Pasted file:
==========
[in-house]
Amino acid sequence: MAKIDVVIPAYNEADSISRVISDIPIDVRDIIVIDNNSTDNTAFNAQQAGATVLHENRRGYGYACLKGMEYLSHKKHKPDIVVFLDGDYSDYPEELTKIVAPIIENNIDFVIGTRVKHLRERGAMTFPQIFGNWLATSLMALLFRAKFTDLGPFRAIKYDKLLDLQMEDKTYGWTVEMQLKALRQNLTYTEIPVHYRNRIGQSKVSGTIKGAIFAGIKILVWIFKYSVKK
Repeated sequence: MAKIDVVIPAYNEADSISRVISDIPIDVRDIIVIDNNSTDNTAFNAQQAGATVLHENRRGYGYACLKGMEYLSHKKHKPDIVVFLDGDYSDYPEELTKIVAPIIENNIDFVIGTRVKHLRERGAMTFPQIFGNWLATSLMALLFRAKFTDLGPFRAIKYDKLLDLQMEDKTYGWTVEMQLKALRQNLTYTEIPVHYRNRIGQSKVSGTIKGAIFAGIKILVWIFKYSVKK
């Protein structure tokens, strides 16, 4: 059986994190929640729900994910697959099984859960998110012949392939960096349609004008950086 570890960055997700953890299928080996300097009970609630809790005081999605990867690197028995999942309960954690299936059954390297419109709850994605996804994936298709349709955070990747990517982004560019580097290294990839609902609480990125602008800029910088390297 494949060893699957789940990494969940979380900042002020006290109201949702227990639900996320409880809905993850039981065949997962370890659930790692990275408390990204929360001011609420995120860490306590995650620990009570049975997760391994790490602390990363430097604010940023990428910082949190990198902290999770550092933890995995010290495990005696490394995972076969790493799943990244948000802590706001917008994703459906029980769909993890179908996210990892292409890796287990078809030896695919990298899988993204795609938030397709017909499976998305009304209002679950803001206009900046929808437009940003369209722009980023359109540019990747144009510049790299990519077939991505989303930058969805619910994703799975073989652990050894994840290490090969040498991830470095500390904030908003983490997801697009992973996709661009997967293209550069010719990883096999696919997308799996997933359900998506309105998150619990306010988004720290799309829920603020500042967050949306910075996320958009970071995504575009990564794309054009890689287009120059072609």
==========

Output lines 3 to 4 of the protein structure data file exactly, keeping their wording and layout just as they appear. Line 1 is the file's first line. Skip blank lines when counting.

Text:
Repeated sequence: MAKIDVVIPAYNEADSISRVISDIPIDVRDIIVIDNNSTDNTAFNAQQAGATVLHENRRGYGYACLKGMEYLSHKKHKPDIVVFLDGDYSDYPEELTKIVAPIIENNIDFVIGTRVKHLRERGAMTFPQIFGNWLATSLMALLFRAKFTDLGPFRAIKYDKLLDLQMEDKTYGWTVEMQLKALRQNLTYTEIPVHYRNRIGQSKVSGTIKGAIFAGIKILVWIFKYSVKK
């Protein structure tokens, strides 16, 4: 059986994190929640729900994910697959099984859960998110012949392939960096349609004008950086 570890960055997700953890299928080996300097009970609630809790005081999605990867690197028995999942309960954690299936059954390297419109709850994605996804994936298709349709955070990747990517982004560019580097290294990839609902609480990125602008800029910088390297 494949060893699957789940990494969940979380900042002020006290109201949702227990639900996320409880809905993850039981065949997962370890659930790692990275408390990204929360001011609420995120860490306590995650620990009570049975997760391994790490602390990363430097604010940023990428910082949190990198902290999770550092933890995995010290495990005696490394995972076969790493799943990244948000802590706001917008994703459906029980769909993890179908996210990892292409890796287990078809030896695919990298899988993204795609938030397709017909499976998305009304209002679950803001206009900046929808437009940003369209722009980023359109540019990747144009510049790299990519077939991505989303930058969805619910994703799975073989652990050894994840290490090969040498991830470095500390904030908003983490997801697009992973996709661009997967293209550069010719990883096999696919997308799996997933359900998506309105998150619990306010988004720290799309829920603020500042967050949306910075996320958009970071995504575009990564794309054009890689287009120059072609």